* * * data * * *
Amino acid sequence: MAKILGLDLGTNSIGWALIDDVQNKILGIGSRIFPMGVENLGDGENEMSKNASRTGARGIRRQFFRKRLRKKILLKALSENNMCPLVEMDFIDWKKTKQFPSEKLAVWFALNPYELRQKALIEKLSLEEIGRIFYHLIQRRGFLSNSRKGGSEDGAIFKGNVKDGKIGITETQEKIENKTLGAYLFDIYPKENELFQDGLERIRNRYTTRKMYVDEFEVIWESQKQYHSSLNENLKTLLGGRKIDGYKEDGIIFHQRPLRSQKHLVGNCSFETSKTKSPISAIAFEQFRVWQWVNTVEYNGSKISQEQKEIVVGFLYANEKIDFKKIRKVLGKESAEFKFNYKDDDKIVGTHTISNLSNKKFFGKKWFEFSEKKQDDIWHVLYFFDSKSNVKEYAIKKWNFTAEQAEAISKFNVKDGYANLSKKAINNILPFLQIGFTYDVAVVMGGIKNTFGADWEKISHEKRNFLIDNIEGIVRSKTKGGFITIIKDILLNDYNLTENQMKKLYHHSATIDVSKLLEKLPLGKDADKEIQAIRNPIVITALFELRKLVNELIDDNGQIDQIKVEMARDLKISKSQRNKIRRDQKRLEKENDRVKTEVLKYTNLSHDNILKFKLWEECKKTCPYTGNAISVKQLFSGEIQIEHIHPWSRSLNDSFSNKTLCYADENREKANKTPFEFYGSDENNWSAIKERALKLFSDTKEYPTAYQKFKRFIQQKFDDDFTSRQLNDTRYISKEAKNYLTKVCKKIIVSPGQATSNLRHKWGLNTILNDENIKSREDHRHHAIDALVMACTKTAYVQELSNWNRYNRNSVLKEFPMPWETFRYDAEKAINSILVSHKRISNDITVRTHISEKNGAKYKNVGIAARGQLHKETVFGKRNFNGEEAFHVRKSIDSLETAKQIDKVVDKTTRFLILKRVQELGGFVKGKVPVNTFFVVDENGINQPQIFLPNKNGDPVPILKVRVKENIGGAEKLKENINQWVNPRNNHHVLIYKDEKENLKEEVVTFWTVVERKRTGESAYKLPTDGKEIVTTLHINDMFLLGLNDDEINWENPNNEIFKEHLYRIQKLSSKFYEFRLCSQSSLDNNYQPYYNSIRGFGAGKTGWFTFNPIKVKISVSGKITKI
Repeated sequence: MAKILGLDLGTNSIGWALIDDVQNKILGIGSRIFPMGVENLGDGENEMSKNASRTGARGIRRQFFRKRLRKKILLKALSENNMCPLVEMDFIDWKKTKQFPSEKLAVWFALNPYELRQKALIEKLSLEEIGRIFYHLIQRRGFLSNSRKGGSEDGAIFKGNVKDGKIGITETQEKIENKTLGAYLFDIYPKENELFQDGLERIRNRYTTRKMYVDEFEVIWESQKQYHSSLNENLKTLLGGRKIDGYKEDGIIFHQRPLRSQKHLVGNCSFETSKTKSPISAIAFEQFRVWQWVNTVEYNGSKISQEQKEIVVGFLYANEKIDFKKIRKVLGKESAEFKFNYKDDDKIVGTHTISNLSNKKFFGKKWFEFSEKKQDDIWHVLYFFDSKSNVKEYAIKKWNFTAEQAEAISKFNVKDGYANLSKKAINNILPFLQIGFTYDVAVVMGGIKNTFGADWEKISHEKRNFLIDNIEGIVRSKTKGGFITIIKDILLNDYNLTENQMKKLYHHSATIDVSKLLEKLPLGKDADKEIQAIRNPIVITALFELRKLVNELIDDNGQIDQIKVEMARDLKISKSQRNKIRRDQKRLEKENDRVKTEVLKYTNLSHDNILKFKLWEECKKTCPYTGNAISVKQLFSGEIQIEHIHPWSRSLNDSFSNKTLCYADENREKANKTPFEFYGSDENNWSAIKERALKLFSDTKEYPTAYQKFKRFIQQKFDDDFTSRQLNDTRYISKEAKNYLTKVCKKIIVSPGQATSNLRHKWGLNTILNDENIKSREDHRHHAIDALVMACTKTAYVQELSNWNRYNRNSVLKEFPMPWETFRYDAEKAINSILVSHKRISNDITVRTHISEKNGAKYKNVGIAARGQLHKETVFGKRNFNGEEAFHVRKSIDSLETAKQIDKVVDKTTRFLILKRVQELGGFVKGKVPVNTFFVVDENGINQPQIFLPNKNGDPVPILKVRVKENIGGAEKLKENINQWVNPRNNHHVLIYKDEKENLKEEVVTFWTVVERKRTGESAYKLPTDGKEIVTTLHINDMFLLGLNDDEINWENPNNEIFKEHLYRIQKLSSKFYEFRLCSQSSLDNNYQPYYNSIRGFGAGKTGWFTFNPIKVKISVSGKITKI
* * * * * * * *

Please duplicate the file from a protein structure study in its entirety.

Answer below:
Amino acid sequence: MAKILGLDLGTNSIGWALIDDVQNKILGIGSRIFPMGVENLGDGENEMSKNASRTGARGIRRQFFRKRLRKKILLKALSENNMCPLVEMDFIDWKKTKQFPSEKLAVWFALNPYELRQKALIEKLSLEEIGRIFYHLIQRRGFLSNSRKGGSEDGAIFKGNVKDGKIGITETQEKIENKTLGAYLFDIYPKENELFQDGLERIRNRYTTRKMYVDEFEVIWESQKQYHSSLNENLKTLLGGRKIDGYKEDGIIFHQRPLRSQKHLVGNCSFETSKTKSPISAIAFEQFRVWQWVNTVEYNGSKISQEQKEIVVGFLYANEKIDFKKIRKVLGKESAEFKFNYKDDDKIVGTHTISNLSNKKFFGKKWFEFSEKKQDDIWHVLYFFDSKSNVKEYAIKKWNFTAEQAEAISKFNVKDGYANLSKKAINNILPFLQIGFTYDVAVVMGGIKNTFGADWEKISHEKRNFLIDNIEGIVRSKTKGGFITIIKDILLNDYNLTENQMKKLYHHSATIDVSKLLEKLPLGKDADKEIQAIRNPIVITALFELRKLVNELIDDNGQIDQIKVEMARDLKISKSQRNKIRRDQKRLEKENDRVKTEVLKYTNLSHDNILKFKLWEECKKTCPYTGNAISVKQLFSGEIQIEHIHPWSRSLNDSFSNKTLCYADENREKANKTPFEFYGSDENNWSAIKERALKLFSDTKEYPTAYQKFKRFIQQKFDDDFTSRQLNDTRYISKEAKNYLTKVCKKIIVSPGQATSNLRHKWGLNTILNDENIKSREDHRHHAIDALVMACTKTAYVQELSNWNRYNRNSVLKEFPMPWETFRYDAEKAINSILVSHKRISNDITVRTHISEKNGAKYKNVGIAARGQLHKETVFGKRNFNGEEAFHVRKSIDSLETAKQIDKVVDKTTRFLILKRVQELGGFVKGKVPVNTFFVVDENGINQPQIFLPNKNGDPVPILKVRVKENIGGAEKLKENINQWVNPRNNHHVLIYKDEKENLKEEVVTFWTVVERKRTGESAYKLPTDGKEIVTTLHINDMFLLGLNDDEINWENPNNEIFKEHLYRIQKLSSKFYEFRLCSQSSLDNNYQPYYNSIRGFGAGKTGWFTFNPIKVKISVSGKITKI
Repeated sequence: MAKILGLDLGTNSIGWALIDDVQNKILGIGSRIFPMGVENLGDGENEMSKNASRTGARGIRRQFFRKRLRKKILLKALSENNMCPLVEMDFIDWKKTKQFPSEKLAVWFALNPYELRQKALIEKLSLEEIGRIFYHLIQRRGFLSNSRKGGSEDGAIFKGNVKDGKIGITETQEKIENKTLGAYLFDIYPKENELFQDGLERIRNRYTTRKMYVDEFEVIWESQKQYHSSLNENLKTLLGGRKIDGYKEDGIIFHQRPLRSQKHLVGNCSFETSKTKSPISAIAFEQFRVWQWVNTVEYNGSKISQEQKEIVVGFLYANEKIDFKKIRKVLGKESAEFKFNYKDDDKIVGTHTISNLSNKKFFGKKWFEFSEKKQDDIWHVLYFFDSKSNVKEYAIKKWNFTAEQAEAISKFNVKDGYANLSKKAINNILPFLQIGFTYDVAVVMGGIKNTFGADWEKISHEKRNFLIDNIEGIVRSKTKGGFITIIKDILLNDYNLTENQMKKLYHHSATIDVSKLLEKLPLGKDADKEIQAIRNPIVITALFELRKLVNELIDDNGQIDQIKVEMARDLKISKSQRNKIRRDQKRLEKENDRVKTEVLKYTNLSHDNILKFKLWEECKKTCPYTGNAISVKQLFSGEIQIEHIHPWSRSLNDSFSNKTLCYADENREKANKTPFEFYGSDENNWSAIKERALKLFSDTKEYPTAYQKFKRFIQQKFDDDFTSRQLNDTRYISKEAKNYLTKVCKKIIVSPGQATSNLRHKWGLNTILNDENIKSREDHRHHAIDALVMACTKTAYVQELSNWNRYNRNSVLKEFPMPWETFRYDAEKAINSILVSHKRISNDITVRTHISEKNGAKYKNVGIAARGQLHKETVFGKRNFNGEEAFHVRKSIDSLETAKQIDKVVDKTTRFLILKRVQELGGFVKGKVPVNTFFVVDENGINQPQIFLPNKNGDPVPILKVRVKENIGGAEKLKENINQWVNPRNNHHVLIYKDEKENLKEEVVTFWTVVERKRTGESAYKLPTDGKEIVTTLHINDMFLLGLNDDEINWENPNNEIFKEHLYRIQKLSSKFYEFRLCSQSSLDNNYQPYYNSIRGFGAGKTGWFTFNPIKVKISVSGKITKI